Over the last few years, the U.S. National Human Genome Research Institute has made an effort to compile all the results of published genome-wide association studies into one big table, the GWAS catalog.  This is an awesome dataset, with 9,977 trait-associated SNPs as of this writing, and has already proven to be a useful public resource enabling other research – for instance, Nicolae 2010‘s finding that GWA hits are enriched for eQTLs.

The data are a bit tricky to work with.  Here’s what I’ve figured out.

Use this link to download the latest version of the catalog in tab-delimited txt form.  Once you’ve downloaded it, you might want to read it into R.  Two issues: (1) it contains special characters with HTML escapes such as ç, which will a default read.table statement in R will interpret as comments/quotes thus ending a line and giving you errors like line 2 did not have 34 elements, and (2) R will convert scientifically notated p values into factors, making it difficult to recast them to numeric later.  What you need is this line of  R code:

gwahits = data.frame(read.table('gwascatalog.txt',header=TRUE,sep='\t',quote="",comment.char="",as.is=TRUE))

Once you get to working with the data you’ll notice that many GWA hits are duplicated – i.e. the same SNP has been found associated with the same (or different) traits in different studies, so not all rows are unique:

> length(paste(gwahits$Chr_id,gwahits$Chr_pos))
[1] 9977
> length(unique(paste(gwahits$Chr_id,gwahits$Chr_pos)))
[1] 7912

You’ll also notice the data are non-relational, which is probably my biggest complaint about this (and every) bioinformatics dataset.  For instance, multi-SNP haplotype GWA hits are reported as a single row with comma-separated values such as rs897200, rs7572482, rs7574070 and some other SNPs (that impact multiple genes?) are reported with semicolon-separated values such as PBX2;GPSM3.  If you’re not already with me on the importance of the relational data model, just try to generate some descriptive statistics that include these rows – for instance, find the total number of GWA hits and minimum p value for each gene. You’ll probably end up needing to write your own Python script to parse the multiple values into separate rows.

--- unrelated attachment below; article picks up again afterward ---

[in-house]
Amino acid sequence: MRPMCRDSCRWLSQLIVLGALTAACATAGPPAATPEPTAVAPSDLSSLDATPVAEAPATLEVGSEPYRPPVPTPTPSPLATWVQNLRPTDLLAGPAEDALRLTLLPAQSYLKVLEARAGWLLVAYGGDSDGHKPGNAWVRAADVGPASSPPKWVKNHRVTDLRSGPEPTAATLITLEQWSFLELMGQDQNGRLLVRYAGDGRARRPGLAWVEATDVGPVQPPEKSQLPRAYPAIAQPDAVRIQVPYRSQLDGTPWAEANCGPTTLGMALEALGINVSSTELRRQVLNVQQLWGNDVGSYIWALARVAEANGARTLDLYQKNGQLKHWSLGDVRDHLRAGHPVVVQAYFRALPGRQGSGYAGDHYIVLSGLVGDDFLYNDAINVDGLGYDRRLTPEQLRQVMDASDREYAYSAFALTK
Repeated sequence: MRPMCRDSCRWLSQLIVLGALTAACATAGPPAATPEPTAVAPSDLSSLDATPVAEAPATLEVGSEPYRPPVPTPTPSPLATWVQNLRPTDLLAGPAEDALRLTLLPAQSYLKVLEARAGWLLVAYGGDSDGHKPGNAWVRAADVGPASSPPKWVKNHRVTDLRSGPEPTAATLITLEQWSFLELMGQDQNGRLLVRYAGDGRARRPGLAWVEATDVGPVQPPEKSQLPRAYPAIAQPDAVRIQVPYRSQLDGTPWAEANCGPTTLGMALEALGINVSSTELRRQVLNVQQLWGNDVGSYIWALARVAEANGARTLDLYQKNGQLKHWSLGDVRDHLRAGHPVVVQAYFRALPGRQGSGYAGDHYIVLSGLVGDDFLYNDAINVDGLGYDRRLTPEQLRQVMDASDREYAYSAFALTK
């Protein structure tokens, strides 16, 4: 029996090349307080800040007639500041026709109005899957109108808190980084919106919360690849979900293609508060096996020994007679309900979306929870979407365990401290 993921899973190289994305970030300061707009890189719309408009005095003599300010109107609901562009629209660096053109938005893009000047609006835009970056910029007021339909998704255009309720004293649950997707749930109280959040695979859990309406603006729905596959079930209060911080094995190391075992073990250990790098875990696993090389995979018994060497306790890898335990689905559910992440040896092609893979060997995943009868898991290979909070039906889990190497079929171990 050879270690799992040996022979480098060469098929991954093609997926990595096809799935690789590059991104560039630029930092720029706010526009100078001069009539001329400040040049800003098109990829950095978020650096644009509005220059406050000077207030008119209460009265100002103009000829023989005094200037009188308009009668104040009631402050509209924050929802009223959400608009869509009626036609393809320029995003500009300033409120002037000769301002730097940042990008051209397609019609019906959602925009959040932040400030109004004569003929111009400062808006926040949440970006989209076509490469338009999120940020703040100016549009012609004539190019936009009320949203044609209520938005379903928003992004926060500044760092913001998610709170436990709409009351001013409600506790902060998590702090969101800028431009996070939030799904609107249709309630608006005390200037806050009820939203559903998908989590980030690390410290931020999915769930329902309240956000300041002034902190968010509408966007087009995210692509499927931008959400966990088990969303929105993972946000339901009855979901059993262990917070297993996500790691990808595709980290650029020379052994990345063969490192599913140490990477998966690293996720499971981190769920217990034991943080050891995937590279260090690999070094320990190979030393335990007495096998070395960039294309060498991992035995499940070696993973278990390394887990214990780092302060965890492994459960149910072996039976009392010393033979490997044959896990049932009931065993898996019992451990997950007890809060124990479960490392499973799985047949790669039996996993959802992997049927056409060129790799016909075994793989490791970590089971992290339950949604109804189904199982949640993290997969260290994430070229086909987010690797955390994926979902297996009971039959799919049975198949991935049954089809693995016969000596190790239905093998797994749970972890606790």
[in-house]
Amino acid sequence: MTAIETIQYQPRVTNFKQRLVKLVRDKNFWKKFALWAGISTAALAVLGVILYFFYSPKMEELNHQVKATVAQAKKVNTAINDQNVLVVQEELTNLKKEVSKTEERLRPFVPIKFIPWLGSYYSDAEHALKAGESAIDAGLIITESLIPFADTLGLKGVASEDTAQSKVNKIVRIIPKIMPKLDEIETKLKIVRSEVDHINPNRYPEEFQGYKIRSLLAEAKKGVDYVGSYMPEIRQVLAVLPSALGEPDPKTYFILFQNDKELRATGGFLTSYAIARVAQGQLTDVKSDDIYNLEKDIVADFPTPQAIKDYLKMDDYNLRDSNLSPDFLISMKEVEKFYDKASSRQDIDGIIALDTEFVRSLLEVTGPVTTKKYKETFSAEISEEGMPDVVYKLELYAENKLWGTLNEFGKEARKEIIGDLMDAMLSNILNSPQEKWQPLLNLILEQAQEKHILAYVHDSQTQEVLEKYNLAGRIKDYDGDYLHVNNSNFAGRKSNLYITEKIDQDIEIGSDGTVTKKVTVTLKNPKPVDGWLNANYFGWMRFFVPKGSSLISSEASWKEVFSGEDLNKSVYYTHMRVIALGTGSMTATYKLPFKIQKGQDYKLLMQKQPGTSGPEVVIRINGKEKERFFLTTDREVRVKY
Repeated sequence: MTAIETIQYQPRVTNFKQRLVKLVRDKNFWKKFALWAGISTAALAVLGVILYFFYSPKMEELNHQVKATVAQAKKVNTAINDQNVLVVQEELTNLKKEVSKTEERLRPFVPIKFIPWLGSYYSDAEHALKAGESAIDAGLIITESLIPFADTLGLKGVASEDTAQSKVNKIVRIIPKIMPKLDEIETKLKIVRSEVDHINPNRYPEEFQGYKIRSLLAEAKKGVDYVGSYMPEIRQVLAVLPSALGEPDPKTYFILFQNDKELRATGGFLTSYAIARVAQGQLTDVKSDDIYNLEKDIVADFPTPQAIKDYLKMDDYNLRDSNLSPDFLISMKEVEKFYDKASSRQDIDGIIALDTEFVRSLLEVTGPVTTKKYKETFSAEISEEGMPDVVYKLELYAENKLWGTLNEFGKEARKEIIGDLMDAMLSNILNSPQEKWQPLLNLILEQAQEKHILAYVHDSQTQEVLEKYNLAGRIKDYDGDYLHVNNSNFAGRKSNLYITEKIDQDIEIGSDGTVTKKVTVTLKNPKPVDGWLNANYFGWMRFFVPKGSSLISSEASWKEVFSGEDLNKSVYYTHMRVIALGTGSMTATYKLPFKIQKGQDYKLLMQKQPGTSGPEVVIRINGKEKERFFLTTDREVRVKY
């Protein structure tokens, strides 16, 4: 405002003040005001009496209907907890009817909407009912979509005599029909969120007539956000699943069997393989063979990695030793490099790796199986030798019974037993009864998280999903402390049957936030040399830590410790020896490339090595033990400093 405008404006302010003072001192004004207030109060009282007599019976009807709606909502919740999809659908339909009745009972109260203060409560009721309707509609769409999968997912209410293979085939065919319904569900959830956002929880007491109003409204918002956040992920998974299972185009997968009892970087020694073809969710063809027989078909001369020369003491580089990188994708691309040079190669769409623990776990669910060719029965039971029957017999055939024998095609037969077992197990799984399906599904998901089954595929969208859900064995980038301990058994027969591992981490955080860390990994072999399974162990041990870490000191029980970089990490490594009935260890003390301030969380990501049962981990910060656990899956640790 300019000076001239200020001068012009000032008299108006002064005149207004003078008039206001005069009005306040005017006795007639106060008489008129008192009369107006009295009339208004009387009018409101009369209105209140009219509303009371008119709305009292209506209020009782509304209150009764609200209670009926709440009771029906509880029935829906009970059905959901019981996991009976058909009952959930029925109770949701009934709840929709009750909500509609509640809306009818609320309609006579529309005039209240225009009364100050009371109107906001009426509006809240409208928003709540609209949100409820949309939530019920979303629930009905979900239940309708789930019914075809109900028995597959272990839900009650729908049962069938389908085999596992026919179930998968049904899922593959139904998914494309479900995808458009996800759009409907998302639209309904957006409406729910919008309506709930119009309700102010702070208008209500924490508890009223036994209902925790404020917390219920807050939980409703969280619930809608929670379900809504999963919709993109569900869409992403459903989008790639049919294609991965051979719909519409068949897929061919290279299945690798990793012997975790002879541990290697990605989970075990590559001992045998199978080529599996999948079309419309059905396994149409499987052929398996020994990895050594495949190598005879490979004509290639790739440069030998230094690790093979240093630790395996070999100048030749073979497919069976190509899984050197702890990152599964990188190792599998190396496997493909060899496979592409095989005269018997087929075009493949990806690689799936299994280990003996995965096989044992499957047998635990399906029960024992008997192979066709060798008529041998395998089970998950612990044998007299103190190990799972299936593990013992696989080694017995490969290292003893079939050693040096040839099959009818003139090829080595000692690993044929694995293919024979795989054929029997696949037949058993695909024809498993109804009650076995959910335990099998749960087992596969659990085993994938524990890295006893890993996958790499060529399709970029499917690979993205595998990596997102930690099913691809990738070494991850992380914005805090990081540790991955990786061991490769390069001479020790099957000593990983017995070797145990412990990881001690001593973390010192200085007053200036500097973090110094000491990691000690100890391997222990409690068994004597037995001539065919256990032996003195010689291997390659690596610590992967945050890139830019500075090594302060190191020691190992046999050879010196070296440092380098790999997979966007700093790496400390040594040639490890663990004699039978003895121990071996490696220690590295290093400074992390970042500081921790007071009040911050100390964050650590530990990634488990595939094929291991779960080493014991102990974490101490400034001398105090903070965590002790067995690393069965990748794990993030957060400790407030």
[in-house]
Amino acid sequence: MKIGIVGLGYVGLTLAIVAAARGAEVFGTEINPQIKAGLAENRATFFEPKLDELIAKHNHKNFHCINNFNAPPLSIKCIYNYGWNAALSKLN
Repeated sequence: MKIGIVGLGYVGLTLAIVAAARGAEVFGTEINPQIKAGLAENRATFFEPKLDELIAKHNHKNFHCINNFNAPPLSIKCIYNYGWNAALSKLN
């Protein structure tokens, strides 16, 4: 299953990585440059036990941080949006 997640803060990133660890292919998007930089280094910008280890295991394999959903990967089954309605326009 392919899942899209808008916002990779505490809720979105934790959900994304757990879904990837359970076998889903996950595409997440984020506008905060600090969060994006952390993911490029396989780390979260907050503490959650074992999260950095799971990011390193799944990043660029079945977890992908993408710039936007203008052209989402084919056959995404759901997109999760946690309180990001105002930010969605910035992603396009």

Chromosomal coordinates aren’t reported for most of these complex rows (i.e. Chr_id and Chr_pos are NA), which makes it hard to do any BED-style operations.  For instance, I wanted to intersect the GWA hits with a BED file of exons from the UCSC Table Browser in order to see how many GWA hits were exonic.  To create a BED file for this, I had to subset just the unique non-NA rows:

gwabed = data.frame(gwahits$Chr_id,gwahits$Chr_pos,gwahits$Chr_pos)
gwabed = unique(gwabed[!is.na(gwabed$gwahits.Chr_pos),])

And then I used intersectBed -u via bash (add ‘chr’ to match UCSC’s hg19 formatting):

sed -i 's/^/chr/' gwahits.bed
intersectBed -a gwahits.bed -b UCSC_knownGene_exons -u > gwahits_exonic.bed
intersectBed -a gwahits.bed -b UCSC_knownGenes_WholeGene -u > gwahits_genic.bed

I also thought it would be interesting to make a Manhattan plot of the GWA hits.  Normally you make Manhattan plots of sets of SNPs from unbiased association studies, so most SNPs are not significant – here we have a list of SNPs that are selected to all be significant.  I used Stephen Turner’s awesome Manhattan plot code as follows:

P = as.numeric(gwahits$p.Value)
CHR = gwahits$Chr_id
BP = as.integer(gwahits$Chr_pos)
gwa2 = unique(data.frame(CHR,BP,P))

Producing this plot:

Note the magnitude of the log scale on the y-axis.  I was surprised that, even though these are all trait-associated SNPs (and I selected for unique SNPs), you still see the characteristic pattern from which Manhattan plots get their name: the peaks of association form skyscrapers.  I suppose that the accumulation of many associated SNPs clustered closely together reflects the fact that dozens of mutations in one important gene (or group of genes) could all be associated with traits related to that gene.  For instance I note that the huge dense spike on Chromosome 6 (in purple) appears to correspond to the HLA, the site of a dense cluster of immune system genes and ground zero for autoimmune disease risk factors.